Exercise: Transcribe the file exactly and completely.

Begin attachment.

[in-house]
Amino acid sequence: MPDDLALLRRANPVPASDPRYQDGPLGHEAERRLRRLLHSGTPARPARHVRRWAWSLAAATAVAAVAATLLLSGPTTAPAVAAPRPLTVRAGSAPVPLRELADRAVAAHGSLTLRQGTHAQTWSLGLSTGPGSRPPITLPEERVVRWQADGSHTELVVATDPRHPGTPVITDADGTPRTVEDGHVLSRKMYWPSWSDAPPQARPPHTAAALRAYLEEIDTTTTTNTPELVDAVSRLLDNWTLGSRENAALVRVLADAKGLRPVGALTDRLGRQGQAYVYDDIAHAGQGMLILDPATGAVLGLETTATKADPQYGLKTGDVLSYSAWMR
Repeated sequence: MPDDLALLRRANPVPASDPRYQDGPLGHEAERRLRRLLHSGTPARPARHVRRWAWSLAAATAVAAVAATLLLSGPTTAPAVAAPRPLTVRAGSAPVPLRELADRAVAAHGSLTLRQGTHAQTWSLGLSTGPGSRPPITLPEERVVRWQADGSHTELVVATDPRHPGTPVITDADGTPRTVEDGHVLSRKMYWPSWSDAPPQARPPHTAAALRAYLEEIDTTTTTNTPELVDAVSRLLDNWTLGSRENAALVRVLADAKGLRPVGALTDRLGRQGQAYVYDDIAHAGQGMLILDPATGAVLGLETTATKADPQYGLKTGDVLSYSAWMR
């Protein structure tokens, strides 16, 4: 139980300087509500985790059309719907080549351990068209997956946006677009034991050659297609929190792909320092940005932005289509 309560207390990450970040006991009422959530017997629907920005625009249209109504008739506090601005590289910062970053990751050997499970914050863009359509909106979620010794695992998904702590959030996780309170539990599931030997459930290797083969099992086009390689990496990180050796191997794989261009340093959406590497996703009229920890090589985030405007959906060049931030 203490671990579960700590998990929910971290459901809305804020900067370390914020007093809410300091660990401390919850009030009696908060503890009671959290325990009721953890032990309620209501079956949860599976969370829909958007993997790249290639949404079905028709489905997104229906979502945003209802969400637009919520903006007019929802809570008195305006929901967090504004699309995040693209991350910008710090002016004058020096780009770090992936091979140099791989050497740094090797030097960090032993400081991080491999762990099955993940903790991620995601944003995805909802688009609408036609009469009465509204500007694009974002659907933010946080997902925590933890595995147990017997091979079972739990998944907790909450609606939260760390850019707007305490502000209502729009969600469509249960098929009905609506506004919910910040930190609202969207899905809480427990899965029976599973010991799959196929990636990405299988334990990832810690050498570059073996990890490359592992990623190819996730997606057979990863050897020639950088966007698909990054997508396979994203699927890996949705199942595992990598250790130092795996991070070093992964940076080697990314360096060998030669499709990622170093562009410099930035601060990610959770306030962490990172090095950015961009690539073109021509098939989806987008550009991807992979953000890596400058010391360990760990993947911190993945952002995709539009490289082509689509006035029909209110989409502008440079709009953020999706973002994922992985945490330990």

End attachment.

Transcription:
[in-house]
Amino acid sequence: MPDDLALLRRANPVPASDPRYQDGPLGHEAERRLRRLLHSGTPARPARHVRRWAWSLAAATAVAAVAATLLLSGPTTAPAVAAPRPLTVRAGSAPVPLRELADRAVAAHGSLTLRQGTHAQTWSLGLSTGPGSRPPITLPEERVVRWQADGSHTELVVATDPRHPGTPVITDADGTPRTVEDGHVLSRKMYWPSWSDAPPQARPPHTAAALRAYLEEIDTTTTTNTPELVDAVSRLLDNWTLGSRENAALVRVLADAKGLRPVGALTDRLGRQGQAYVYDDIAHAGQGMLILDPATGAVLGLETTATKADPQYGLKTGDVLSYSAWMR
Repeated sequence: MPDDLALLRRANPVPASDPRYQDGPLGHEAERRLRRLLHSGTPARPARHVRRWAWSLAAATAVAAVAATLLLSGPTTAPAVAAPRPLTVRAGSAPVPLRELADRAVAAHGSLTLRQGTHAQTWSLGLSTGPGSRPPITLPEERVVRWQADGSHTELVVATDPRHPGTPVITDADGTPRTVEDGHVLSRKMYWPSWSDAPPQARPPHTAAALRAYLEEIDTTTTTNTPELVDAVSRLLDNWTLGSRENAALVRVLADAKGLRPVGALTDRLGRQGQAYVYDDIAHAGQGMLILDPATGAVLGLETTATKADPQYGLKTGDVLSYSAWMR
């Protein structure tokens, strides 16, 4: 139980300087509500985790059309719907080549351990068209997956946006677009034991050659297609929190792909320092940005932005289509 309560207390990450970040006991009422959530017997629907920005625009249209109504008739506090601005590289910062970053990751050997499970914050863009359509909106979620010794695992998904702590959030996780309170539990599931030997459930290797083969099992086009390689990496990180050796191997794989261009340093959406590497996703009229920890090589985030405007959906060049931030 203490671990579960700590998990929910971290459901809305804020900067370390914020007093809410300091660990401390919850009030009696908060503890009671959290325990009721953890032990309620209501079956949860599976969370829909958007993997790249290639949404079905028709489905997104229906979502945003209802969400637009919520903006007019929802809570008195305006929901967090504004699309995040693209991350910008710090002016004058020096780009770090992936091979140099791989050497740094090797030097960090032993400081991080491999762990099955993940903790991620995601944003995805909802688009609408036609009469009465509204500007694009974002659907933010946080997902925590933890595995147990017997091979079972739990998944907790909450609606939260760390850019707007305490502000209502729009969600469509249960098929009905609506506004919910910040930190609202969207899905809480427990899965029976599973010991799959196929990636990405299988334990990832810690050498570059073996990890490359592992990623190819996730997606057979990863050897020639950088966007698909990054997508396979994203699927890996949705199942595992990598250790130092795996991070070093992964940076080697990314360096060998030669499709990622170093562009410099930035601060990610959770306030962490990172090095950015961009690539073109021509098939989806987008550009991807992979953000890596400058010391360990760990993947911190993945952002995709539009490289082509689509006035029909209110989409502008440079709009953020999706973002994922992985945490330990």